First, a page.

I've been a little quiet for the past few weeks - getting over a horrible cold/flu-type thing and building up my energy reserves for the coming weekend. For those unaware, this weekend sees the annual Who Do You Think You Are? Live event, where genealogists of all persuasions gather to meet, give/listen to talks and advice, and generally catch up with what is happening in the genealogical world. I haven't attended for the last few years, but I've been to enough of these things to know that without a solid plan, it is easy to come away from it feeling like you didn't get what you wanted out of it. So here is my five-point plan to both 'survive' and enjoy WDYTYA.
1. Do your background research
Read up on the event website (or the current issue of the WDYTYA magazine) to see what talks are of most interest and note the ones you defiitely do not want to miss. I did this weeks ago, but as long as you are aware of your personal 'can't miss' sessions before you get there, it's good. As ever, I'll be catching a few DNA talks (I'm still on a learning curve on that!), and making sure I am there to see a couple of talks some colleagues from my time as a student (Kathryn Burtinshaw & John Burt, and Michelle Leonard).
2. Make a schedule.
I can't stress enough how much this helps. Whether it is in a diary or a spreadsheet (I do love a spreadsheet!), or whatever device you favour for such tasks, it doesn't matter - just block out the hourly slots for the day you are attending. Then I fill in the 'can't miss' sessions' and see how it looks. I think it is important to make sure that there is at least a couple of hours free each day without talks. This makes sure that you have time to wander around the stands, meet people, eat(!), and give your brain a wee rest. Otherwise, I just collapse with information overload.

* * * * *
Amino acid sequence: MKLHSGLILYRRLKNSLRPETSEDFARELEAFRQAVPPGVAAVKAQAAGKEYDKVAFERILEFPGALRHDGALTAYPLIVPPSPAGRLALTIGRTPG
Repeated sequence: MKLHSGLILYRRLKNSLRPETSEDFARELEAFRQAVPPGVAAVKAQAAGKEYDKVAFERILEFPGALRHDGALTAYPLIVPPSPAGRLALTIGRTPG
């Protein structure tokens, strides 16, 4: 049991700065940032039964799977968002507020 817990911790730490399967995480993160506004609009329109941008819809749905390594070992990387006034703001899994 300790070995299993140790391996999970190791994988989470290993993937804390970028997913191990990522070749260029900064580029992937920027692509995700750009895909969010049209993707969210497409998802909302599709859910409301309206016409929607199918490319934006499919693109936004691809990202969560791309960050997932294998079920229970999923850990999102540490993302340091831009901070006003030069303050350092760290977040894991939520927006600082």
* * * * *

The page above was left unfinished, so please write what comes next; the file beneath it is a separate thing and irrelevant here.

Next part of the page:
3. Remember to eat and drink!
Keep those energy levels up and keep hydrated. I'm there for all three days and that is a marathon, not a sprint. I tend to always have a bottle of water and a cereal bar or two with me, just in case.
4. Check what's in my bag
Before hitting the show, I always make sure I have the following in my bag (besides my usual handbag contents!)
Notebook and pencil - so I can take notes from talks, workshops and conversations that I have.
Money - it might seem obvious, but I make sure I am carrying enough cash to take advantage of some of the exclusive show offers on books, accessories, or the like. Not all stands can accept card payments.
Hand sanitiser - 'conference lurgy' is a real thing, honest! You put that many people in one large 'aircraft hanger' with a few coughs and colds going round... only one thing is going to happen.
Canvas bag - to put all the leaflets, and bits and pieces that I will inevitably collect into.
My bottle of water and cereal bars!
5. Talk to people
At events like this, I always think it is important to talk to as many people as you can. Genealogy can be a lonely pastime/profession at times. It tends to be something that you work on alone. So when you have hundreds of like-minded people in the same place at the same time - take advantage of it. Meet old friends and contacts, but also make new friends and contacts.
And that's it! All my planning and organising is done. I'm finishing this sitting on a train whizzing through the north of England on my way to Birmingham, ready to take on WDYTYA and get the most out of it. If you are reading this and are going, I hope some of the above rings true for you and you get everything out of it that you are looking for. And I'll let you all know how I get on when it is all over.